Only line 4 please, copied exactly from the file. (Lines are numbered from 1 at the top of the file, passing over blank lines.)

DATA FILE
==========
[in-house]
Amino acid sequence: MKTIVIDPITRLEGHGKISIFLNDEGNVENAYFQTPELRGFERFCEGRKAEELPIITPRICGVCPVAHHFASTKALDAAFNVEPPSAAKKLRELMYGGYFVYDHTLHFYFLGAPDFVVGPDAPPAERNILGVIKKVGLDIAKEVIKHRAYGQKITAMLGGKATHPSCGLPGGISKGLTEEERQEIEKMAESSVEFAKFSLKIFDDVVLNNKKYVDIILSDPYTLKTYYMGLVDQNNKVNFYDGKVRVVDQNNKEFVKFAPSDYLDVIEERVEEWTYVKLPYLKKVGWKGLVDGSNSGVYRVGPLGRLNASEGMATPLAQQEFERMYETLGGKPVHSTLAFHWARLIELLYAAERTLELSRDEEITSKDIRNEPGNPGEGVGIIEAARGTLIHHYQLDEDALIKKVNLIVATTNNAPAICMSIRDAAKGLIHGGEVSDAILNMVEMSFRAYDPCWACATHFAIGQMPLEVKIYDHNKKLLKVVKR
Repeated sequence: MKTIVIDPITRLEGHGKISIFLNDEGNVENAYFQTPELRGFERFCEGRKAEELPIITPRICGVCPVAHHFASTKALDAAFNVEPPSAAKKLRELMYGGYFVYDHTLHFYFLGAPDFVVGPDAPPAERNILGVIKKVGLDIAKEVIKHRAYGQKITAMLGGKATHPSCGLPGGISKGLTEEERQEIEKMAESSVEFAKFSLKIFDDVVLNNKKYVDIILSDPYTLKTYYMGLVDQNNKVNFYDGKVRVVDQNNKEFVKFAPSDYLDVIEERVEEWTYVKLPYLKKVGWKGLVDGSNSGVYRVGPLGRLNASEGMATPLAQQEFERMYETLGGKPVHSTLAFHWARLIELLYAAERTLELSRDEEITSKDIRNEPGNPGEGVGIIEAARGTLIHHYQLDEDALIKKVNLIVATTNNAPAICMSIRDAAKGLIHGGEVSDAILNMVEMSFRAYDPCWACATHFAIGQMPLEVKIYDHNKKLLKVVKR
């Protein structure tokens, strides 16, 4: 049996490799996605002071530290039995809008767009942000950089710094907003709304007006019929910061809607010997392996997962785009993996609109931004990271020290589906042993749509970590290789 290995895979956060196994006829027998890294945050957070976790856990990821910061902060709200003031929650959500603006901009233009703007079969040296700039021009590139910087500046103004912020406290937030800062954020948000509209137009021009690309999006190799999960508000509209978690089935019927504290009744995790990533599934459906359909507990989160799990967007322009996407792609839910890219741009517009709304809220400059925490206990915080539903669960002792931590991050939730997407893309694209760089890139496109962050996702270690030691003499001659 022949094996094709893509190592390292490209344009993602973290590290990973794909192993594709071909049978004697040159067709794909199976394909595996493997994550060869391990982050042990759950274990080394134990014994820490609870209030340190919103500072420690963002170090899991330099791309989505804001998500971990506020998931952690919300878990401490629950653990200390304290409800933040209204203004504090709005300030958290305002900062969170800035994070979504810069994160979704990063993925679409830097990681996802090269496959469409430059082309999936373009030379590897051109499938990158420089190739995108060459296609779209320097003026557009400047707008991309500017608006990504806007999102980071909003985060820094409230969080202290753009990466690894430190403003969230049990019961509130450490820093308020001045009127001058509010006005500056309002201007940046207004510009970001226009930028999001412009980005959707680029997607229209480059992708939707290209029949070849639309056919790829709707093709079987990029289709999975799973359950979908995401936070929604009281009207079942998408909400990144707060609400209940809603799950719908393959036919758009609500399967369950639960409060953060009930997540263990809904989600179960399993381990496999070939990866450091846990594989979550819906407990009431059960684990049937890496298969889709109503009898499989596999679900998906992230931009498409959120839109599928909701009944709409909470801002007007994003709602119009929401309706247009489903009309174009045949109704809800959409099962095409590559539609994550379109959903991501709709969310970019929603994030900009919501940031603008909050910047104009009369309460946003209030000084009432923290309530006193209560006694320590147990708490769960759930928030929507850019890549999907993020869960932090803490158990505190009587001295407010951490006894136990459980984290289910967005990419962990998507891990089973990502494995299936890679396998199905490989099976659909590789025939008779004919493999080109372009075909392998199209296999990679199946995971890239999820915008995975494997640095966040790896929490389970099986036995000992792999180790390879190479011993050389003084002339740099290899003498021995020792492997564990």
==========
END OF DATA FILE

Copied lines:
């Protein structure tokens, strides 16, 4: 049996490799996605002071530290039995809008767009942000950089710094907003709304007006019929910061809607010997392996997962785009993996609109931004990271020290589906042993749509970590290789 290995895979956060196994006829027998890294945050957070976790856990990821910061902060709200003031929650959500603006901009233009703007079969040296700039021009590139910087500046103004912020406290937030800062954020948000509209137009021009690309999006190799999960508000509209978690089935019927504290009744995790990533599934459906359909507990989160799990967007322009996407792609839910890219741009517009709304809220400059925490206990915080539903669960002792931590991050939730997407893309694209760089890139496109962050996702270690030691003499001659 022949094996094709893509190592390292490209344009993602973290590290990973794909192993594709071909049978004697040159067709794909199976394909595996493997994550060869391990982050042990759950274990080394134990014994820490609870209030340190919103500072420690963002170090899991330099791309989505804001998500971990506020998931952690919300878990401490629950653990200390304290409800933040209204203004504090709005300030958290305002900062969170800035994070979504810069994160979704990063993925679409830097990681996802090269496959469409430059082309999936373009030379590897051109499938990158420089190739995108060459296609779209320097003026557009400047707008991309500017608006990504806007999102980071909003985060820094409230969080202290753009990466690894430190403003969230049990019961509130450490820093308020001045009127001058509010006005500056309002201007940046207004510009970001226009930028999001412009980005959707680029997607229209480059992708939707290209029949070849639309056919790829709707093709079987990029289709999975799973359950979908995401936070929604009281009207079942998408909400990144707060609400209940809603799950719908393959036919758009609500399967369950639960409060953060009930997540263990809904989600179960399993381990496999070939990866450091846990594989979550819906407990009431059960684990049937890496298969889709109503009898499989596999679900998906992230931009498409959120839109599928909701009944709409909470801002007007994003709602119009929401309706247009489903009309174009045949109704809800959409099962095409590559539609994550379109959903991501709709969310970019929603994030900009919501940031603008909050910047104009009369309460946003209030000084009432923290309530006193209560006694320590147990708490769960759930928030929507850019890549999907993020869960932090803490158990505190009587001295407010951490006894136990459980984290289910967005990419962990998507891990089973990502494995299936890679396998199905490989099976659909590789025939008779004919493999080109372009075909392998199209296999990679199946995971890239999820915008995975494997640095966040790896929490389970099986036995000992792999180790390879190479011993050389003084002339740099290899003498021995020792492997564990």